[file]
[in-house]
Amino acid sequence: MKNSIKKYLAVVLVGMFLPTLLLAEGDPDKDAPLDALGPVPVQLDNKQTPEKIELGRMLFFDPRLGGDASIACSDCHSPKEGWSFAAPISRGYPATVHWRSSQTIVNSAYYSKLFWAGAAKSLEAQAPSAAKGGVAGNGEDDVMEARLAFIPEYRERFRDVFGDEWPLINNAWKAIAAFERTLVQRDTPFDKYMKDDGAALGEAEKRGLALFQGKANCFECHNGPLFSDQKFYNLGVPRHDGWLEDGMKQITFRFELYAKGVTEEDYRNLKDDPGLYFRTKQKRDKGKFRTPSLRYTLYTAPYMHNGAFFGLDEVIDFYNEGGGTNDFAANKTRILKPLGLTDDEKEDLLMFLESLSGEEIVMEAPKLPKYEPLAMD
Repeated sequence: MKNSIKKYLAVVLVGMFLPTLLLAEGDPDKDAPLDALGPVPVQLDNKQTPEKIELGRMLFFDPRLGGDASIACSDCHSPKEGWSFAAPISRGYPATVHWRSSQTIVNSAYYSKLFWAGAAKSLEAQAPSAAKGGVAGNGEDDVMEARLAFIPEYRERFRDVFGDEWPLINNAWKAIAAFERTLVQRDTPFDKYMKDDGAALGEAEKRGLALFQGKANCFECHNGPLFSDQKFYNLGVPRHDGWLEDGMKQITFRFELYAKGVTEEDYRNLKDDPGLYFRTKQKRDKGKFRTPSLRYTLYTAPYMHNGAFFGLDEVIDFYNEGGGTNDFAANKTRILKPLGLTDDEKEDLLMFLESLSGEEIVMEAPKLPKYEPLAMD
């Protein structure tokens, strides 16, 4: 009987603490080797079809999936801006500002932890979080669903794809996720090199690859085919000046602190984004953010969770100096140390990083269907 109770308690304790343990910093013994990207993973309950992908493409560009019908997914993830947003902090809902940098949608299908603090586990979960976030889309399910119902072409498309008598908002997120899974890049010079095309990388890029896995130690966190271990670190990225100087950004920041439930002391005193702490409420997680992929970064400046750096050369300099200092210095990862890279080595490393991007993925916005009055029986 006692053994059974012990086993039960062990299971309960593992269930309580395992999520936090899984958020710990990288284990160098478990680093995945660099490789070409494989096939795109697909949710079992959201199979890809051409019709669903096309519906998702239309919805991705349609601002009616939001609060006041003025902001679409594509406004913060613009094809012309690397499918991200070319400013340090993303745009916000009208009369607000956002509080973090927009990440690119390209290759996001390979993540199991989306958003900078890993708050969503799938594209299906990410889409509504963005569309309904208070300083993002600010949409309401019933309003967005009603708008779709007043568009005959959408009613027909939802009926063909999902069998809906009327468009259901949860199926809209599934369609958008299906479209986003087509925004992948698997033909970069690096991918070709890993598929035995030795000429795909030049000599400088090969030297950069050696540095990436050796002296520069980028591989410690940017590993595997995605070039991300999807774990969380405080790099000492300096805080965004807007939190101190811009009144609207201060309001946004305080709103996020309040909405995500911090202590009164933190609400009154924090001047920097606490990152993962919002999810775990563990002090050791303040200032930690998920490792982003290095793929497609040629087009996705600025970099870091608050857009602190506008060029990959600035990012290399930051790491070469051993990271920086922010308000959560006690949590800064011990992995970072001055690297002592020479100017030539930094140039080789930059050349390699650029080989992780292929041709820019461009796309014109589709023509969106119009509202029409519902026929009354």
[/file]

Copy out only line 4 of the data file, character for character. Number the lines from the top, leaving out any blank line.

């Protein structure tokens, strides 16, 4: 009987603490080797079809999936801006500002932890979080669903794809996720090199690859085919000046602190984004953010969770100096140390990083269907 109770308690304790343990910093013994990207993973309950992908493409560009019908997914993830947003902090809902940098949608299908603090586990979960976030889309399910119902072409498309008598908002997120899974890049010079095309990388890029896995130690966190271990670190990225100087950004920041439930002391005193702490409420997680992929970064400046750096050369300099200092210095990862890279080595490393991007993925916005009055029986 006692053994059974012990086993039960062990299971309960593992269930309580395992999520936090899984958020710990990288284990160098478990680093995945660099490789070409494989096939795109697909949710079992959201199979890809051409019709669903096309519906998702239309919805991705349609601002009616939001609060006041003025902001679409594509406004913060613009094809012309690397499918991200070319400013340090993303745009916000009208009369607000956002509080973090927009990440690119390209290759996001390979993540199991989306958003900078890993708050969503799938594209299906990410889409509504963005569309309904208070300083993002600010949409309401019933309003967005009603708008779709007043568009005959959408009613027909939802009926063909999902069998809906009327468009259901949860199926809209599934369609958008299906479209986003087509925004992948698997033909970069690096991918070709890993598929035995030795000429795909030049000599400088090969030297950069050696540095990436050796002296520069980028591989410690940017590993595997995605070039991300999807774990969380405080790099000492300096805080965004807007939190101190811009009144609207201060309001946004305080709103996020309040909405995500911090202590009164933190609400009154924090001047920097606490990152993962919002999810775990563990002090050791303040200032930690998920490792982003290095793929497609040629087009996705600025970099870091608050857009602190506008060029990959600035990012290399930051790491070469051993990271920086922010308000959560006690949590800064011990992995970072001055690297002592020479100017030539930094140039080789930059050349390699650029080989992780292929041709820019461009796309014109589709023509969106119009509202029409519902026929009354």